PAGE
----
One of the biggest environmental threats today, the malaise of plastic pollution grew worse during the Covid-19 pandemic with a significant increase in use of single-use plastics. According to reports, India generates approximately 9.4 million tonnes plastic waste yearly – or 26,000 tonnes per day, and out of this approximately 5.6 million tonnes is recycled (15,600 tonnes per day), while 3.8 million tonnes (9,400 tonnes per day) remains as litter. But there are people seeking to deal with this alarming state of affairs in their own innovative ways.
With an aim to resolve waste management, especially that of non-biodegradable and difficult-to-recycle waste plastic, Pune-based Nandan Bhat founded EcoKaari in September 2020. The social enterprise startup works towards a sustainable world by “upcycling” discarded non-biodegradable and difficult-to-recycle plastic bags, grocery bags, multi-layered wrappers of cookies, chips, glittery gifts wraps and old audio and video cassette tapes.
“A startup like ours is trying to conserve the environment and enable craft-based opportunities to individuals from humble backgrounds. We saw the ever-growing yet often ignored problem of waste plastic and tried to solve it using a means which will not harm the environment further. EcoKaari was born from an ardent desire to create a community where the bottom-up development is the key to achieve better living for all beings in a sustainable way,” Bhat says.
He also stresses that their aim is not just recycling, which is turning waste into a reusable product, though of lower quality, but upcyling, which seeks to turns waste into a material or product that is of a higher quality. “You do not need to send items to a recycling centre to be broken down if you want to upcycle. Instead, you just have to use your creativity to figure out new ways to repurpose or fashion items,” he says.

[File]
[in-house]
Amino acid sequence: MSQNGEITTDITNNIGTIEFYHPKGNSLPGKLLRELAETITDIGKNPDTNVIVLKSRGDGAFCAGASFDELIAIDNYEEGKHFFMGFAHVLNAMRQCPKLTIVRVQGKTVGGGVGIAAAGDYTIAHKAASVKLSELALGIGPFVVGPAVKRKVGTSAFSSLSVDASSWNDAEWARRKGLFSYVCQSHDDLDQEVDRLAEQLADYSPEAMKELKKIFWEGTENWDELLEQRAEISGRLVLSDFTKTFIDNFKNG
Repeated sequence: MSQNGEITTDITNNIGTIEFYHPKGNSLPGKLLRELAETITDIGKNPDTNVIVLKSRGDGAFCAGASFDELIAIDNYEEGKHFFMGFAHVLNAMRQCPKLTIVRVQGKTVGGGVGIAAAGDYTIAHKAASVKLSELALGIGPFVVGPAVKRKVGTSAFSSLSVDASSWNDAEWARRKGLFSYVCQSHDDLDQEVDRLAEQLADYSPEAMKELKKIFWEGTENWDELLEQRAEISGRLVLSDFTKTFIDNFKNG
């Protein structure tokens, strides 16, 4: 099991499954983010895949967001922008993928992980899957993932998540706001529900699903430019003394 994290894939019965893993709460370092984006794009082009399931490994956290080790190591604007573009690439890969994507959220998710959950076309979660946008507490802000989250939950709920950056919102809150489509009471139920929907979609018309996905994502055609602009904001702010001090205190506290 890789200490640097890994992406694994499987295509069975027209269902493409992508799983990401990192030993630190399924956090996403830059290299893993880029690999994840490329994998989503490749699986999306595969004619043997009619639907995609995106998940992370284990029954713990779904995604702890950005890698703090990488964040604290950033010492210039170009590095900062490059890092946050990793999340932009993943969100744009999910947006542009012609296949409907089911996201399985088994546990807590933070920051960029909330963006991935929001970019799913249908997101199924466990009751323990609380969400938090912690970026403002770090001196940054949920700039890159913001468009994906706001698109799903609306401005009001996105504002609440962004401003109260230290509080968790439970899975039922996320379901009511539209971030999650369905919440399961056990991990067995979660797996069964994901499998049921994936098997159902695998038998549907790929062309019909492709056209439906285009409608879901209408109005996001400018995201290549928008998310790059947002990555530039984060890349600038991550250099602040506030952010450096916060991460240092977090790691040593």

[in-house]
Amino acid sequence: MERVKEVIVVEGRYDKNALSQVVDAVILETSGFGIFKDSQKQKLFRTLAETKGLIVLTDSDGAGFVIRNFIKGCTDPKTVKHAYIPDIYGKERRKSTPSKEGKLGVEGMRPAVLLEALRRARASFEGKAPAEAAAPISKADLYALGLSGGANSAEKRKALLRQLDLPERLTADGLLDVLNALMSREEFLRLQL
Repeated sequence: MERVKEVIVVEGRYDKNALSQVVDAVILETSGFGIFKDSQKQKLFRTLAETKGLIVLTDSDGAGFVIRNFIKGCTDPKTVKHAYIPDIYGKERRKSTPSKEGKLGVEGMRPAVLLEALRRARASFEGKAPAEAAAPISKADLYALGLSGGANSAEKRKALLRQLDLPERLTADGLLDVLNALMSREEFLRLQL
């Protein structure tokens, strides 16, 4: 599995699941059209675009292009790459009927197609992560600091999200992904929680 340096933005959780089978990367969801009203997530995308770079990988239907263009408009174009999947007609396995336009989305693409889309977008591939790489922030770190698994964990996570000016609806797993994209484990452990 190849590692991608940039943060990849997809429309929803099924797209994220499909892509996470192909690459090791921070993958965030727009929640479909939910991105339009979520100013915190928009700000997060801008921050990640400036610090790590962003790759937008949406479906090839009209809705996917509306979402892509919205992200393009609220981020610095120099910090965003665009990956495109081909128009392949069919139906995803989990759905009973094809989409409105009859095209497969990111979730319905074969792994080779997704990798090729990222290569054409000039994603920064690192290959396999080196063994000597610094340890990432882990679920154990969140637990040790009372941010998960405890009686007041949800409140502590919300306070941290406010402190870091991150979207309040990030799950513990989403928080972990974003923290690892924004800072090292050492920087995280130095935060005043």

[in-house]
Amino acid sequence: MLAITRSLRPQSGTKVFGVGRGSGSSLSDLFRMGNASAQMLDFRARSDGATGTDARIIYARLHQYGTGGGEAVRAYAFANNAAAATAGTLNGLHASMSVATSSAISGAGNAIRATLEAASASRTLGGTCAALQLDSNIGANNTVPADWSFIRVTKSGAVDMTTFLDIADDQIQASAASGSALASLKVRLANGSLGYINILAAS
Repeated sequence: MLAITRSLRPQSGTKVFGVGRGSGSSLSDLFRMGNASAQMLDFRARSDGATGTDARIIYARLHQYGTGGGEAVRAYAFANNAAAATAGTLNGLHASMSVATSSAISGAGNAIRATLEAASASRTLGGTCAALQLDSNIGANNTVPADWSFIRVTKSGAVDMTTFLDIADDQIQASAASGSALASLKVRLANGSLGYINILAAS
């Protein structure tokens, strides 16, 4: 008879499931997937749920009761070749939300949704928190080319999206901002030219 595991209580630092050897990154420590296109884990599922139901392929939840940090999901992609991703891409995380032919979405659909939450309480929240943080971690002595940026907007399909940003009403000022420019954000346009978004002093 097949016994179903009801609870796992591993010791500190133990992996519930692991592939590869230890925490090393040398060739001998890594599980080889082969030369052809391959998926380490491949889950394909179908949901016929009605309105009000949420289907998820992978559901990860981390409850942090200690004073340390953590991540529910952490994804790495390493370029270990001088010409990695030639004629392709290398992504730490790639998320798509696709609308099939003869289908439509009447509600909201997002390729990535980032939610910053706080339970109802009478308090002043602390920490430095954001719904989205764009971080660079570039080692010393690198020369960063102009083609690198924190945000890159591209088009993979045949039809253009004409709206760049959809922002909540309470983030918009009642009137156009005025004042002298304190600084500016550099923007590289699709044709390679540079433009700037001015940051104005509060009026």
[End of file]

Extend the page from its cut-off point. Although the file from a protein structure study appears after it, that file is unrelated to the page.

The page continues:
EcoKaari’s upcycling process is fascinating as they use a traditional charkha (spindle) and handloom to weave fabric from waste plastic. “Our weaving is entirely manual, so that we enable craft-based livelihood opportunities for rural women and youth. This upcycled handwoven fabric is then used to make handcrafted daily utility items such as handbags and fashion accessories, home decor and office stationery products. Also, our process is green as we use no heat, electricity or chemicals during the upcycling process,” Bhat says.
Bhat says that they need to upcycle anywhere from 7 to 50 plastic bags per upcycled handwoven bag depending on its product.
A social enterprise, EcoKaari was founded on the belief that development can only be sustainable if it is bottom-up, or that it is possible only when it begins at the grassroots levels and involves an empathetic understanding of the other biotic and abiotic communities. Bhat says they are committed to giving back to the communities where their weavers and artisans live and work, to bring a meaningful positive change through the startup’s empowerment programmes.
The revival of Indian heritage of making fabrics using charkha and handlooms doesn’t use any energy source, thus creating livelihoods opportunities for individuals from rural areas. “At present, we are supporting 15 artisans who belong to a humble background. With EcoKaari’s support, our artisans are financially independent and support either their education or family or both. We are also creating an alternative earning channels for waste pickers by purchasing waste plastic from them which in the market makes them nothing as compared to other high selling waste such as bottles, cardboard boxes etc,” Bhat says.